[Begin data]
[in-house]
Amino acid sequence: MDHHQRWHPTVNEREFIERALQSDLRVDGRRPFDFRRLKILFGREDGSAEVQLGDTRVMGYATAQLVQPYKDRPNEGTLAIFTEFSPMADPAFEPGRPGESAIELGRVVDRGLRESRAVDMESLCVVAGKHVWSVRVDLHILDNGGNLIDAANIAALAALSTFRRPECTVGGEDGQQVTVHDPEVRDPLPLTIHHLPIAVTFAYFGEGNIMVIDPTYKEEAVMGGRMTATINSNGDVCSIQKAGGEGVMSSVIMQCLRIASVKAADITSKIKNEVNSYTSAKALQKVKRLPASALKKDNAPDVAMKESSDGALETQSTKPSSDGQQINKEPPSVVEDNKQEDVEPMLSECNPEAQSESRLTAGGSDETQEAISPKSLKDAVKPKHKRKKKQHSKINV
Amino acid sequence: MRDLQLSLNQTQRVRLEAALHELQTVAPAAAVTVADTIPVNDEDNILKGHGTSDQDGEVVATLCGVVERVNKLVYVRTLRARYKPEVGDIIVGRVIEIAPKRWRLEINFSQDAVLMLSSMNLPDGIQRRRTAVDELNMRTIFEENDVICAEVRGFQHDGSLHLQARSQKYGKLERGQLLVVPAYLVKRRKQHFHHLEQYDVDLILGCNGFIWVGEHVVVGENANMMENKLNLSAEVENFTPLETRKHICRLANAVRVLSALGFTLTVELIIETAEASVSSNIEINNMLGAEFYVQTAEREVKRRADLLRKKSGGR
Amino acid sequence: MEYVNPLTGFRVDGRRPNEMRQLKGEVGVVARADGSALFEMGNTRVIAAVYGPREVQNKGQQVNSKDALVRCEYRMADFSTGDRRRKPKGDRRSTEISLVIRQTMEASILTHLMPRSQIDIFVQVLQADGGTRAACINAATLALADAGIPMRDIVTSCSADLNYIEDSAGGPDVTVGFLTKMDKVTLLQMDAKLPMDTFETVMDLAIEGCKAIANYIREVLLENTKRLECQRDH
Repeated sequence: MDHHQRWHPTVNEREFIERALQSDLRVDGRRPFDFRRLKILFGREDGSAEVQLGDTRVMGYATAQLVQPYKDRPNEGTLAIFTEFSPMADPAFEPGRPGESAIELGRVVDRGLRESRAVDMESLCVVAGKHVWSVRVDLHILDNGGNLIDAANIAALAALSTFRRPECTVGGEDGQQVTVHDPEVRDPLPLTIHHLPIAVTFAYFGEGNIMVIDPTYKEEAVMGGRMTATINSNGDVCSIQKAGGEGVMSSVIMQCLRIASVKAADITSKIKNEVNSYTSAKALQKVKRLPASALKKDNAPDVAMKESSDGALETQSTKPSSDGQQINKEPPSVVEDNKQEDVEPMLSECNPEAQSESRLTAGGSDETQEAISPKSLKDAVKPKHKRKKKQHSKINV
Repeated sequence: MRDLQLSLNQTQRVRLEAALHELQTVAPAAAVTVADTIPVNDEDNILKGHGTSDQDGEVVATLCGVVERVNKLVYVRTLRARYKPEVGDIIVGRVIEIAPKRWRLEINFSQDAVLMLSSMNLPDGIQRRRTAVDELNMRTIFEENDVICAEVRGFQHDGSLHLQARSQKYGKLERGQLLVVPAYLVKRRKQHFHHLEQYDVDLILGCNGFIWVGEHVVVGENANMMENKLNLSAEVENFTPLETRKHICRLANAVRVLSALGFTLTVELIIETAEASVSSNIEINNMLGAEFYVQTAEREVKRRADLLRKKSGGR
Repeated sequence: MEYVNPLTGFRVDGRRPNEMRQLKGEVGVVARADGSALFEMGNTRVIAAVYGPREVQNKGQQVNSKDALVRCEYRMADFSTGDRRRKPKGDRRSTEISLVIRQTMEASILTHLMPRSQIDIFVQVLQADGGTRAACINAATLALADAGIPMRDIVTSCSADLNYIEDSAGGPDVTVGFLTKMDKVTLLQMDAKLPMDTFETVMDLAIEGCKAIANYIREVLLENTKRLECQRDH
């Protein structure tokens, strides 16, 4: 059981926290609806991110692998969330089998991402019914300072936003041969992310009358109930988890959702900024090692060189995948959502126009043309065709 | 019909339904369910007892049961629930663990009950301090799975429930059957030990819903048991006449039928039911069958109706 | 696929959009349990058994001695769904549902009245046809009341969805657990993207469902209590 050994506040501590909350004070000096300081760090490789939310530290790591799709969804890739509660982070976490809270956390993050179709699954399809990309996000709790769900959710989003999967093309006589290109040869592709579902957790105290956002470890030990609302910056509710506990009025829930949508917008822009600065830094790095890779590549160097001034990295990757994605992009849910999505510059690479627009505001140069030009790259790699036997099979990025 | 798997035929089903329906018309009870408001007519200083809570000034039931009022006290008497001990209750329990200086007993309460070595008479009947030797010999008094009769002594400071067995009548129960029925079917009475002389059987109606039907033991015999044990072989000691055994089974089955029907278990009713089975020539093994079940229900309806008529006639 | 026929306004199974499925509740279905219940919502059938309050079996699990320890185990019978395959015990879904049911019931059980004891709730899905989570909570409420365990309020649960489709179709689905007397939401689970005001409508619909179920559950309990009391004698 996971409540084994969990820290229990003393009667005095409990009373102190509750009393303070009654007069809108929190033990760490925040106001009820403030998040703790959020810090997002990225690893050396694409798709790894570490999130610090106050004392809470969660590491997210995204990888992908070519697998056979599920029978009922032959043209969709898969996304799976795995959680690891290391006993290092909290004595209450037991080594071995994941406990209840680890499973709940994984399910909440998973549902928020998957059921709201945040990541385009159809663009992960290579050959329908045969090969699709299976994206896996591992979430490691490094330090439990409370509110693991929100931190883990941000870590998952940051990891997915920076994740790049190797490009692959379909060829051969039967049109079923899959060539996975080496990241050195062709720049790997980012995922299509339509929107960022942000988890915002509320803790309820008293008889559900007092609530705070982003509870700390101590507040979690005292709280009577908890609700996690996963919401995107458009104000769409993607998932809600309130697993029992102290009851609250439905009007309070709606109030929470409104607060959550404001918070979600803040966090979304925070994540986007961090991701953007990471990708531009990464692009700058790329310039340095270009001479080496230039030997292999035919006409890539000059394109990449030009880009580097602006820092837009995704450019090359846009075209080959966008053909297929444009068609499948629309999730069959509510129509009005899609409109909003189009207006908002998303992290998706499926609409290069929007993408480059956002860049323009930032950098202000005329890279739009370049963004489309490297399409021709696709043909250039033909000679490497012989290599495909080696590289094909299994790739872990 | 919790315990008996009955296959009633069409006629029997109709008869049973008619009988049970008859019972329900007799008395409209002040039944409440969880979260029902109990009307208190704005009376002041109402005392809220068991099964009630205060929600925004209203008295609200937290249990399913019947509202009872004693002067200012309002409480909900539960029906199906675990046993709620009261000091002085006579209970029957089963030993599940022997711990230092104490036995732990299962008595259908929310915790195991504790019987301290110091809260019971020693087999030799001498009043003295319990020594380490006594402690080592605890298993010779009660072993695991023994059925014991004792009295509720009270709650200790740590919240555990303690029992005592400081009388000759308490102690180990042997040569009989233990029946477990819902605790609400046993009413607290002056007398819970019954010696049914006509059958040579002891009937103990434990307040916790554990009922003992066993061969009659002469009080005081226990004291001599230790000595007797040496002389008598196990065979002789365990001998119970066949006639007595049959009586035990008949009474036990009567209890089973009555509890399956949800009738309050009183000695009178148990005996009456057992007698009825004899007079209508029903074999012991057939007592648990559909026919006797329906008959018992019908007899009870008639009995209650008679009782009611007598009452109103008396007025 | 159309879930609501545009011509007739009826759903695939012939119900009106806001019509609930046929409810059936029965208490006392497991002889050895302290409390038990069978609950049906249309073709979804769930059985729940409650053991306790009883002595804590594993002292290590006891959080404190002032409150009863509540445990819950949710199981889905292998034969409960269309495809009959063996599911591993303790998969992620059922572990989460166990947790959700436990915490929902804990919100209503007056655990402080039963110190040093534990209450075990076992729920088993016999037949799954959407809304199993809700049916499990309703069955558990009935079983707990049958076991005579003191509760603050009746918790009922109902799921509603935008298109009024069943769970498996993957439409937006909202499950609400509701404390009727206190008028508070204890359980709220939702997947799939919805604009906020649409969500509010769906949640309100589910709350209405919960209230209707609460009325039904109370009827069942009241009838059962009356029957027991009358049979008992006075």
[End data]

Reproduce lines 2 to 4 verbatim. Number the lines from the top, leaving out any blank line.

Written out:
Amino acid sequence: MDHHQRWHPTVNEREFIERALQSDLRVDGRRPFDFRRLKILFGREDGSAEVQLGDTRVMGYATAQLVQPYKDRPNEGTLAIFTEFSPMADPAFEPGRPGESAIELGRVVDRGLRESRAVDMESLCVVAGKHVWSVRVDLHILDNGGNLIDAANIAALAALSTFRRPECTVGGEDGQQVTVHDPEVRDPLPLTIHHLPIAVTFAYFGEGNIMVIDPTYKEEAVMGGRMTATINSNGDVCSIQKAGGEGVMSSVIMQCLRIASVKAADITSKIKNEVNSYTSAKALQKVKRLPASALKKDNAPDVAMKESSDGALETQSTKPSSDGQQINKEPPSVVEDNKQEDVEPMLSECNPEAQSESRLTAGGSDETQEAISPKSLKDAVKPKHKRKKKQHSKINV
Amino acid sequence: MRDLQLSLNQTQRVRLEAALHELQTVAPAAAVTVADTIPVNDEDNILKGHGTSDQDGEVVATLCGVVERVNKLVYVRTLRARYKPEVGDIIVGRVIEIAPKRWRLEINFSQDAVLMLSSMNLPDGIQRRRTAVDELNMRTIFEENDVICAEVRGFQHDGSLHLQARSQKYGKLERGQLLVVPAYLVKRRKQHFHHLEQYDVDLILGCNGFIWVGEHVVVGENANMMENKLNLSAEVENFTPLETRKHICRLANAVRVLSALGFTLTVELIIETAEASVSSNIEINNMLGAEFYVQTAEREVKRRADLLRKKSGGR
Amino acid sequence: MEYVNPLTGFRVDGRRPNEMRQLKGEVGVVARADGSALFEMGNTRVIAAVYGPREVQNKGQQVNSKDALVRCEYRMADFSTGDRRRKPKGDRRSTEISLVIRQTMEASILTHLMPRSQIDIFVQVLQADGGTRAACINAATLALADAGIPMRDIVTSCSADLNYIEDSAGGPDVTVGFLTKMDKVTLLQMDAKLPMDTFETVMDLAIEGCKAIANYIREVLLENTKRLECQRDH